How to improve a company’s innovation capabilities?

When you buy an airplane ticket, you first enter your departure and destination. Similarly, when a company wants to improve its innovation capabilities, the first step is to understand its starting point and endpoint.

For different people, the meaning of the word “innovation” is different. Clayton Christensen, a master in the field of innovation management and a professor at Harvard Business School in the United States, divides innovation into two categories: “sustaining innovation” and “disruptive innovation,” which is often translated as “destructive innovation.”

In business operations, “sustaining innovation” is a very common model. For example, the new product development strategy of computer chip manufacturers is based on the typical “sustaining innovation” model. But the problem is that this kind of innovation often takes place in an already mature market, so the winners of “sustaining innovation” are often only large companies in the market that are in a leading position, i.e., so-called “dinosaur companies.”

But even if they can become “dinosaur companies” in their industry, their good days are usually not too long. These companies seem to be “giants” in their industry, but their ultimate fate is often defeated by companies that develop “disruptive innovation” products.

The so-called “disruptive innovation” refers to creating a new market by introducing new products or services. In the initial stage, if evaluated by performance indicators valued by mainstream customers, these products and services are actually worse. For example, mobile phone chips were inferior to computer chips in terms of performance in their early days.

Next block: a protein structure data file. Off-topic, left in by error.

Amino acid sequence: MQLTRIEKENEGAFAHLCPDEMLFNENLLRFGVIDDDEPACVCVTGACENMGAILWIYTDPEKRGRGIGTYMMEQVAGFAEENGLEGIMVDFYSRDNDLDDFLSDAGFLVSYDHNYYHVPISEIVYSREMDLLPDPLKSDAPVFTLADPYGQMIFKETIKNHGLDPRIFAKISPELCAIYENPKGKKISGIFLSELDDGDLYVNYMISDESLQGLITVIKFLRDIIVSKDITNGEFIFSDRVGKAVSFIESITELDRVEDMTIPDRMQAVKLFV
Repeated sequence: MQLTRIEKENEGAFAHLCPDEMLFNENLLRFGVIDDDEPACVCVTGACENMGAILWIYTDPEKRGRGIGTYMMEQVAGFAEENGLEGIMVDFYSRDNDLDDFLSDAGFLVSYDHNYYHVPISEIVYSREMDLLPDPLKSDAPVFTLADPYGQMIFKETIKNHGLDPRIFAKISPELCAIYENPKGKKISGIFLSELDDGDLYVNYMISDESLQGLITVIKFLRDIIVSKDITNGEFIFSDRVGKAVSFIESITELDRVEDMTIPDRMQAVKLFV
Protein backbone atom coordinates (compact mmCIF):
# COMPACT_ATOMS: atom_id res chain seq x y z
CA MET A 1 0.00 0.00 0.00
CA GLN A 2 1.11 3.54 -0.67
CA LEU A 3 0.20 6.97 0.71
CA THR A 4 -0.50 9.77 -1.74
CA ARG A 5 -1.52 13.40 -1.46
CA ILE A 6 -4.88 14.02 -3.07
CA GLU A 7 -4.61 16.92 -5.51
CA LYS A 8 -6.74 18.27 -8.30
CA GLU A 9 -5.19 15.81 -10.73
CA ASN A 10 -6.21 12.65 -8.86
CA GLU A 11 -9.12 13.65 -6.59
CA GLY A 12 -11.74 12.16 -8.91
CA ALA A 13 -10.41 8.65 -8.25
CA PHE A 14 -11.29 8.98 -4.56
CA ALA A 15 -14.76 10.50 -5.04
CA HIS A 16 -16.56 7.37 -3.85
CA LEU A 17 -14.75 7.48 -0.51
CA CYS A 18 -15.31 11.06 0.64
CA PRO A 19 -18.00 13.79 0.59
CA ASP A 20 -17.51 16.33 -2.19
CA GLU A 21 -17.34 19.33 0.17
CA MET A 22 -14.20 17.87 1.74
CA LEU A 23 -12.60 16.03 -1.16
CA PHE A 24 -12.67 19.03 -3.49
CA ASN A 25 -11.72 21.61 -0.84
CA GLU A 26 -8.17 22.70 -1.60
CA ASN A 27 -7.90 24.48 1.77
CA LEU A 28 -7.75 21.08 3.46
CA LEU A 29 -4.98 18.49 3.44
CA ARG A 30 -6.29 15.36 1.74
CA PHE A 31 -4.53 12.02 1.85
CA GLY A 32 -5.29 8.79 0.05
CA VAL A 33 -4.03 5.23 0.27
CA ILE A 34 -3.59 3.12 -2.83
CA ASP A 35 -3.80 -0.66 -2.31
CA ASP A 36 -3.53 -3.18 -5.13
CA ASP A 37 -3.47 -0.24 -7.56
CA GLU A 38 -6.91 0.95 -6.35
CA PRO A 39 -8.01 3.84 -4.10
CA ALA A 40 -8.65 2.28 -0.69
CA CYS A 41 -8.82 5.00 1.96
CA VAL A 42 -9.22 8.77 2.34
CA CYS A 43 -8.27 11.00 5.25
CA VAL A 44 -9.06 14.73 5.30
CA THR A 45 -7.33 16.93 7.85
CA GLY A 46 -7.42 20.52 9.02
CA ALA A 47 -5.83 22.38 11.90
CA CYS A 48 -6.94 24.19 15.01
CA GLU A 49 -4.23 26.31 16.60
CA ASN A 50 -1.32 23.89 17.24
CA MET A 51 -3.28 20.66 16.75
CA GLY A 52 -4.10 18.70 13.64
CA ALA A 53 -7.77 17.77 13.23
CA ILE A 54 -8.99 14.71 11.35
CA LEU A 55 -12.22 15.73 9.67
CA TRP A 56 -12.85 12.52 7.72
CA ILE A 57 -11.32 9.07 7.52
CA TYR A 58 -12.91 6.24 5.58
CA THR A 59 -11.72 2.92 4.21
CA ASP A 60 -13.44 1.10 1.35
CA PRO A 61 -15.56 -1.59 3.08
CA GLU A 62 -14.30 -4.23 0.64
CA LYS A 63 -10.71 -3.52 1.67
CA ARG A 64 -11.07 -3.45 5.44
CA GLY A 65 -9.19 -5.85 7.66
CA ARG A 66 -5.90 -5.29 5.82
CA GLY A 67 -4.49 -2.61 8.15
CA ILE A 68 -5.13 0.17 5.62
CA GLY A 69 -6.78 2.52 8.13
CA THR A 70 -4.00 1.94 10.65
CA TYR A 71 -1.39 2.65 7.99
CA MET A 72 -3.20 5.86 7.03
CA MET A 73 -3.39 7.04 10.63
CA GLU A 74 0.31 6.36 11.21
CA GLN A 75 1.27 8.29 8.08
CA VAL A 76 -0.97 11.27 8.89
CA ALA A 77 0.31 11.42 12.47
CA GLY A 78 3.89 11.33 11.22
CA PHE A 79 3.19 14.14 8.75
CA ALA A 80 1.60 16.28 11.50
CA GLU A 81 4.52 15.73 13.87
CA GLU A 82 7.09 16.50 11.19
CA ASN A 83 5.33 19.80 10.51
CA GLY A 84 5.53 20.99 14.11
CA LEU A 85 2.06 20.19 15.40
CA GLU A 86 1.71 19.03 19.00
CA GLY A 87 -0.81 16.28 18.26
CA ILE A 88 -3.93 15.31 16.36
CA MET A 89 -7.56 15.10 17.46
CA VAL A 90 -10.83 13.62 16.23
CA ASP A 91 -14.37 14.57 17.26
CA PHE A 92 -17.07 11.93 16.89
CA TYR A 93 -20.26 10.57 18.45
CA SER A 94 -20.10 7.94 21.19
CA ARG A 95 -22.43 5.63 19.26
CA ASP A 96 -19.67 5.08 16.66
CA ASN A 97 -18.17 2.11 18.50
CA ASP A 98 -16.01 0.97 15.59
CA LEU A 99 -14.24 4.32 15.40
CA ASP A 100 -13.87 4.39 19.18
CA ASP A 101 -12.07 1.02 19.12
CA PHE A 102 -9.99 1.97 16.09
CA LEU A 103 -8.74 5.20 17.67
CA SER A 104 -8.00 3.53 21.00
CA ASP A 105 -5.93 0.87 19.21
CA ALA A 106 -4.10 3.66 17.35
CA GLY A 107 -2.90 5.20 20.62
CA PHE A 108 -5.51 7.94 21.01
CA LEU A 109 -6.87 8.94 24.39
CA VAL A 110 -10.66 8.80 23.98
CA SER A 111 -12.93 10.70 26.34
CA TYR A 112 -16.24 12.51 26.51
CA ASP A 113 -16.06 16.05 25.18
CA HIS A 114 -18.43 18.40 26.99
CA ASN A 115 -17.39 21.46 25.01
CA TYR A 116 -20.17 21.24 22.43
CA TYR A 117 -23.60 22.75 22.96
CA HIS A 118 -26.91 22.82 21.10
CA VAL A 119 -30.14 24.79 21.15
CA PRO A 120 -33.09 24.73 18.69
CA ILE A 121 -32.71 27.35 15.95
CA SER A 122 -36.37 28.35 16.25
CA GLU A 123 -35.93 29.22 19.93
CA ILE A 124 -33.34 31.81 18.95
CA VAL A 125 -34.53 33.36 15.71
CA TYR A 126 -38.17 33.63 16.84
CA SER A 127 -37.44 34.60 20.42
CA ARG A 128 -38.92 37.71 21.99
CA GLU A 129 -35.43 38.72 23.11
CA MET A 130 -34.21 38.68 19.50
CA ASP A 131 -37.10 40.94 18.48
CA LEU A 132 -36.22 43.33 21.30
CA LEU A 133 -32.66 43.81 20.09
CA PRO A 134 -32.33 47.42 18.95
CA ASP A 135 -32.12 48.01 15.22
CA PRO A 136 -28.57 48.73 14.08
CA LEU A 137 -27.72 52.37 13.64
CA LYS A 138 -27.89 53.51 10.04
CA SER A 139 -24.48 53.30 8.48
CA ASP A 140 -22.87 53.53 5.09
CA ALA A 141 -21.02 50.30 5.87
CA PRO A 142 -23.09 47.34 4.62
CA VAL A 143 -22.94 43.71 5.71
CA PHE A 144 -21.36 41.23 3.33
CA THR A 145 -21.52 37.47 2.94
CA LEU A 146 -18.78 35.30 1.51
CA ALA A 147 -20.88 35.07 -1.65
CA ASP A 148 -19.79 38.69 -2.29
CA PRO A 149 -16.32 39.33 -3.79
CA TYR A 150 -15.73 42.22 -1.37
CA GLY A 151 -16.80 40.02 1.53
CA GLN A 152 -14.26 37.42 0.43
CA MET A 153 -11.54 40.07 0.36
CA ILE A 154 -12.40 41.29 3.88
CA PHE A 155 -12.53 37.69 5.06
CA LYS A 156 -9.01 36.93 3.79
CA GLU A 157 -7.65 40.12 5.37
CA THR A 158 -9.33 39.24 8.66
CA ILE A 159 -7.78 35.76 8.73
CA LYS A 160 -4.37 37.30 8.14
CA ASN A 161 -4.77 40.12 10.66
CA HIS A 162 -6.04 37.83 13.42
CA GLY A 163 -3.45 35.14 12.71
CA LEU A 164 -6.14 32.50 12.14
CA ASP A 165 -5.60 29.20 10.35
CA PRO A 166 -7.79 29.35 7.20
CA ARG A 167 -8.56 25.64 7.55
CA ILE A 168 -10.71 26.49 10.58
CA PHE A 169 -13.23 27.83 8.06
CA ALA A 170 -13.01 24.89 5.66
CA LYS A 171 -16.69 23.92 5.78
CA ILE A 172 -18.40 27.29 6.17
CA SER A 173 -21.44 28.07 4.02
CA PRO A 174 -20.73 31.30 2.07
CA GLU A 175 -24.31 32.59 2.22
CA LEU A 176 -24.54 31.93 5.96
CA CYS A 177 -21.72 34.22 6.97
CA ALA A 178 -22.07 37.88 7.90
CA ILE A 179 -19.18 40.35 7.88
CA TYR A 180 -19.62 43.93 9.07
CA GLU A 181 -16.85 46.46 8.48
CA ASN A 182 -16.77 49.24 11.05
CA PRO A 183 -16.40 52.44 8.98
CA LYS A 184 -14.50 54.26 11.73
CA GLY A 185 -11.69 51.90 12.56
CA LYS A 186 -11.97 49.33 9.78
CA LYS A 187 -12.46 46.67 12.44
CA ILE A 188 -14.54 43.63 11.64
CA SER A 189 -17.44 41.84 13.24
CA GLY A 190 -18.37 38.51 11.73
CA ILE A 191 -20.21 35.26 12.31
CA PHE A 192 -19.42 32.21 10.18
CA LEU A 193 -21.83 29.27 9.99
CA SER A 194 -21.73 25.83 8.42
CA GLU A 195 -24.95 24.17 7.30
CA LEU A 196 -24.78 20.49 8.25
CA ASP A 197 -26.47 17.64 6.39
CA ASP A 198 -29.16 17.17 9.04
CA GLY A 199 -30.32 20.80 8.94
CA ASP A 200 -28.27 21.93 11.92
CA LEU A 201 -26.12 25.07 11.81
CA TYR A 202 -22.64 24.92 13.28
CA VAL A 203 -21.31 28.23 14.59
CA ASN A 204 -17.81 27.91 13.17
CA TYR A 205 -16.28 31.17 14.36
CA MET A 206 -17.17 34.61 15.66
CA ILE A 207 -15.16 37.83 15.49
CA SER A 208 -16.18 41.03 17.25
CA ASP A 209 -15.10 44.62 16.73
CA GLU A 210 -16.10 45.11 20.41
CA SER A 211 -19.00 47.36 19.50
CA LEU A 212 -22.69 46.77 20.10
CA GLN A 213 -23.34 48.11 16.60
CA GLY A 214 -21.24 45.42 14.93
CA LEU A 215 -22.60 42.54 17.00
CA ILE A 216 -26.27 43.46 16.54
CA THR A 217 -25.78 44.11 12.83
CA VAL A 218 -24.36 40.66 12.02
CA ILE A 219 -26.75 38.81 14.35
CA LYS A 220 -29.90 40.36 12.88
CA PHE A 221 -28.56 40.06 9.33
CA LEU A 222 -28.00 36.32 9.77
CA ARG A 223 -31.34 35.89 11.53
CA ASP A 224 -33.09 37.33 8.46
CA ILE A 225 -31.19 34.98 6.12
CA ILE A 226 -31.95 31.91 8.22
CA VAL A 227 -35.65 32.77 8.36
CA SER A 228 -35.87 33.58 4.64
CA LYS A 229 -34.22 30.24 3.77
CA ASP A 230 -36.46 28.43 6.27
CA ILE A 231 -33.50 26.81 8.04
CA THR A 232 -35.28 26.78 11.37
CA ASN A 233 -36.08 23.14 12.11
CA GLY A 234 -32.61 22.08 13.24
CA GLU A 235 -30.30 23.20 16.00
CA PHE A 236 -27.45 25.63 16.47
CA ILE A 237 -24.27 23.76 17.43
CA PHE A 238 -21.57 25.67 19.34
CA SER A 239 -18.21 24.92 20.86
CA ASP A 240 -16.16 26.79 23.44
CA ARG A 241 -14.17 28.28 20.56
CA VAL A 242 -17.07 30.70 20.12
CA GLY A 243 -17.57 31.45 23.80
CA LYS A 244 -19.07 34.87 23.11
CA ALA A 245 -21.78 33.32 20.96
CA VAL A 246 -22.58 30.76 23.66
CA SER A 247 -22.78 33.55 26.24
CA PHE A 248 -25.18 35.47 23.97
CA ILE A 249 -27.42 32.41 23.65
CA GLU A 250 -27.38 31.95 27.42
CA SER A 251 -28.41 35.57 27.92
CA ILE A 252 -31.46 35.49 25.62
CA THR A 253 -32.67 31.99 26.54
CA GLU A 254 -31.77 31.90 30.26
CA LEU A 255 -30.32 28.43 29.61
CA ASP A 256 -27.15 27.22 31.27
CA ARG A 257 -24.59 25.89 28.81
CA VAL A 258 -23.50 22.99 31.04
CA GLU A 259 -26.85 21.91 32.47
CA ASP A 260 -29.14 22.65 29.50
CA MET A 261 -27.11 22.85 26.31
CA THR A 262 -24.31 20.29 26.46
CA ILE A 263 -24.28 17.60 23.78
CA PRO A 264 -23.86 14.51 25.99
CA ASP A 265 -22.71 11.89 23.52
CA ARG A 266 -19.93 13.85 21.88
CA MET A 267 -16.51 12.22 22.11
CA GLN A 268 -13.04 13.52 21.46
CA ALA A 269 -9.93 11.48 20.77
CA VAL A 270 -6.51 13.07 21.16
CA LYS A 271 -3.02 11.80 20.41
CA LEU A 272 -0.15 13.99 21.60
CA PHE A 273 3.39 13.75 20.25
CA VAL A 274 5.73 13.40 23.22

But what is crucial is that “disruptive innovation” not only adopts new technology but also adopts new business models. This results in “disruptive innovation” products being often cheaper. Therefore, those previously thriving “sustaining innovation” products often end up being replaced by “disruptive innovation” products. This is the process of “dinosaur” extinction.

For today’s Chinese companies, many traditional mature markets already have “dinosaur companies” occupying positions. Therefore, we can only introduce new business models and use “disruptive innovation” products to erode and eventually overthrow the market of “dinosaur companies,” which is the only possible way to succeed.

But “disruptive innovation” does not happen just by posting a slogan on the wall; it requires a complete management model. This management model is fundamentally different from that used by those “dinosaur companies,” whether in terms of culture, processes or methods.

If you want to improve your company’s innovation capabilities, QGENIUS’s Innovation Company Management Guide is a management standard that you can set as your endpoint. This guide provides a management framework for “disruptive innovation” companies. This is an era when new forces are rising. Innovative companies are replacing traditional “dinosaur” companies. The Innovation Company Management Guide provides a “dragon-slaying sword” for these “disruptive innovation” companies.

Knowing the “endpoint” is the first step, but what is usually more tricky is the “starting point.” Each company’s internal and external situation is different, and the starting point for improving its innovation capabilities is also different. But just as there is a famous principle in traditional Chinese medicine when treating diseases: treat its symptoms when it’s urgent and treat its root when it’s slow. This also applies to the practice of improving corporate innovation capabilities.

For many companies that previously advocated the “leadership” model, internal communication within the company mostly relied on guessing. As a result, when innovation encounters difficulties, employees will first leave evidence to protect themselves and be wary of each other and not care about things that do not concern them. The company’s internal culture is toxic to innovation and naturally makes it difficult for innovation to occur.